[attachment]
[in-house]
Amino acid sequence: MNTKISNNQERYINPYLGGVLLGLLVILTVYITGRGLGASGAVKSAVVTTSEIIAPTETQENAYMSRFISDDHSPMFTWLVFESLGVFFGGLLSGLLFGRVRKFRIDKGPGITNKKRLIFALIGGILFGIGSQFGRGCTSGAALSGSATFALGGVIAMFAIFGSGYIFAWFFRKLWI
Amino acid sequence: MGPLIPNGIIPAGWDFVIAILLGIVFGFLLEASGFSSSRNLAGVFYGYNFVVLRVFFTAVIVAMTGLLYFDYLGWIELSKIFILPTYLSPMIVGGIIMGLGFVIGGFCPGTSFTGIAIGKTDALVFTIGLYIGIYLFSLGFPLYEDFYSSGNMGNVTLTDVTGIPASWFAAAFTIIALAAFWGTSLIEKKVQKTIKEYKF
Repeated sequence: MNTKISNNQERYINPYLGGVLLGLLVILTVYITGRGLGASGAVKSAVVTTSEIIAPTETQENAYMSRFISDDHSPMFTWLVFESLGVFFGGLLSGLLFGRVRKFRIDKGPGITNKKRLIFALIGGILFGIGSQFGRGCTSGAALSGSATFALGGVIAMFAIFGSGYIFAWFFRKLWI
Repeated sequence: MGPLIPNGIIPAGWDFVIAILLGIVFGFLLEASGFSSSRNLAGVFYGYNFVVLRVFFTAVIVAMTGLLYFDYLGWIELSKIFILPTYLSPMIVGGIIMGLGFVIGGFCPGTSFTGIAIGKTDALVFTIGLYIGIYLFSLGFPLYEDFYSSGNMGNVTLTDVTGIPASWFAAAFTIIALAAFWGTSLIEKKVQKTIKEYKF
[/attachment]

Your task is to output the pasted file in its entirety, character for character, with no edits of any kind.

[in-house]
Amino acid sequence: MNTKISNNQERYINPYLGGVLLGLLVILTVYITGRGLGASGAVKSAVVTTSEIIAPTETQENAYMSRFISDDHSPMFTWLVFESLGVFFGGLLSGLLFGRVRKFRIDKGPGITNKKRLIFALIGGILFGIGSQFGRGCTSGAALSGSATFALGGVIAMFAIFGSGYIFAWFFRKLWI
Amino acid sequence: MGPLIPNGIIPAGWDFVIAILLGIVFGFLLEASGFSSSRNLAGVFYGYNFVVLRVFFTAVIVAMTGLLYFDYLGWIELSKIFILPTYLSPMIVGGIIMGLGFVIGGFCPGTSFTGIAIGKTDALVFTIGLYIGIYLFSLGFPLYEDFYSSGNMGNVTLTDVTGIPASWFAAAFTIIALAAFWGTSLIEKKVQKTIKEYKF
Repeated sequence: MNTKISNNQERYINPYLGGVLLGLLVILTVYITGRGLGASGAVKSAVVTTSEIIAPTETQENAYMSRFISDDHSPMFTWLVFESLGVFFGGLLSGLLFGRVRKFRIDKGPGITNKKRLIFALIGGILFGIGSQFGRGCTSGAALSGSATFALGGVIAMFAIFGSGYIFAWFFRKLWI
Repeated sequence: MGPLIPNGIIPAGWDFVIAILLGIVFGFLLEASGFSSSRNLAGVFYGYNFVVLRVFFTAVIVAMTGLLYFDYLGWIELSKIFILPTYLSPMIVGGIIMGLGFVIGGFCPGTSFTGIAIGKTDALVFTIGLYIGIYLFSLGFPLYEDFYSSGNMGNVTLTDVTGIPASWFAAAFTIIALAAFWGTSLIEKKVQKTIKEYKF